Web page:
SCEC Award Number 18147 View PDF
Proposal Category Workshop Proposal
Proposal Title CSEP Workshop: Predictive Skill across Tectonic Settings and Planning CSEP2.0
Name Organization
Maximilian Werner University of Bristol (United Kingdom) Thomas Jordan University of Southern California Warner Marzocchi Istituto Nazionale di Geofisica e Vulcanologia (Italy) Andrew Michael United States Geological Survey David Rhoades GNS Science (New Zealand) Hiroshi Tsuruoka University of Tokyo (Japan)
Other Participants
SCEC Priorities 5a, 5b, 1e SCEC Groups Seismology, CSEP, EFP
Report Due Date 10/08/2018 Date Report Submitted 11/14/2018
Project Abstract
The Collaboratory for the Study of Earthquake Predictability (CSEP) aims to develop a global cyberinfrastructure for the independent evaluation of earthquake forecasting models and predic-tion algorithms, both prospectively and retrospectively. CSEP thereby contributes to an objective and independent assessment of the predictive power of scientific hypotheses about earthquake occurrences.

The 2018 CSEP workshop focused on the transition to CSEP2.0. After recruiting Bill Savran as CSEP software programmer and publication of a 2018 SRL special issue with 9 papers on the results of CSEP1.0, the CSEP community focused on planning the next phase for CSEP. The current CSEP infrastructure cannot accommodate the new scientific experiments we wish to con-duct, from several points of view: 1) the current forecast specification is too restrictive, 2) the cur-rent CSEP work flow is too prescriptive, and 3) new, computationally costly models have become available (e.g. UCERF3ETAS).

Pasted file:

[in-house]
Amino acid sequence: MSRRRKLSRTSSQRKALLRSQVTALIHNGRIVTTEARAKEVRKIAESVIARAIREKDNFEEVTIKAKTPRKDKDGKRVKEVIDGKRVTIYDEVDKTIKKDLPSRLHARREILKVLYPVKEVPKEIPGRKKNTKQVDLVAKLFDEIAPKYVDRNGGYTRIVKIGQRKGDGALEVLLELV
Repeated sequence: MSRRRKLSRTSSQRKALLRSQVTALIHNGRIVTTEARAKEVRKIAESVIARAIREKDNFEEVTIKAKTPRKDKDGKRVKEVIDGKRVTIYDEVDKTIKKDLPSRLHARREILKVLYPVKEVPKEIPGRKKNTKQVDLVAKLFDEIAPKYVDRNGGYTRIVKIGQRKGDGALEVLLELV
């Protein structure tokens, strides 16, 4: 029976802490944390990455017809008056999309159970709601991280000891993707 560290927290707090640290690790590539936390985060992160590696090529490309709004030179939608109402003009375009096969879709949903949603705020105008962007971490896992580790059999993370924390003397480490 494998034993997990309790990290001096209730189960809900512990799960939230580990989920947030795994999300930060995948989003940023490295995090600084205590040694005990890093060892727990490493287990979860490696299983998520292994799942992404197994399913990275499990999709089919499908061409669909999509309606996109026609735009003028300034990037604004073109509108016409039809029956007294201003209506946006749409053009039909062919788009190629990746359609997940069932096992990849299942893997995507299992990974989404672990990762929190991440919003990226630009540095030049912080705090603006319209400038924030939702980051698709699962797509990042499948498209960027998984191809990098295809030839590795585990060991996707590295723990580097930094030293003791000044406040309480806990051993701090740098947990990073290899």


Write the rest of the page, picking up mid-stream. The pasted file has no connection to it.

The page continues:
After perspectives on CSEP2 priorities from SCEC, the USGS and the international CSEP com-munity (US, Europe, Japan, Italy, New Zealand, China), participants presented and developed blueprints for plans for evaluating new types of forecast models, including the current USGS Op-erational Aftershock Forecast (OAF) models (Reasenberg-Jones, FAST-ETAS) and California’s UCERF3-ETAS.
Intellectual Merit The results contribute to SCEC’s goal of understanding the predictability of earthquakes. The workshop has led to new blueprints of forecast experiments that target the predictive skill of USGS and other OEF and OAF models. The developed tests for consistency between observations and forecasts are to a large extent new, original con-cepts.
Broader Impacts The predictability of earthquakes is of broad interest. Government agencies use seismic hazard models for building planning and other purposes, but the underlying hypotheses in source models remain debated. Our results contrib-ute to this debate. SCEC-sponsored CSEP workshops are the global focal point for CSEP collaborations and pro-gress.
Exemplary Figure Figure 1: From Field et al. 2017. Illustration of forecasts specified as sets of synthetic catalogs, here using the u3etas and no-faults-u3etas models. u3etas is a high-priority target for CSEP-testing.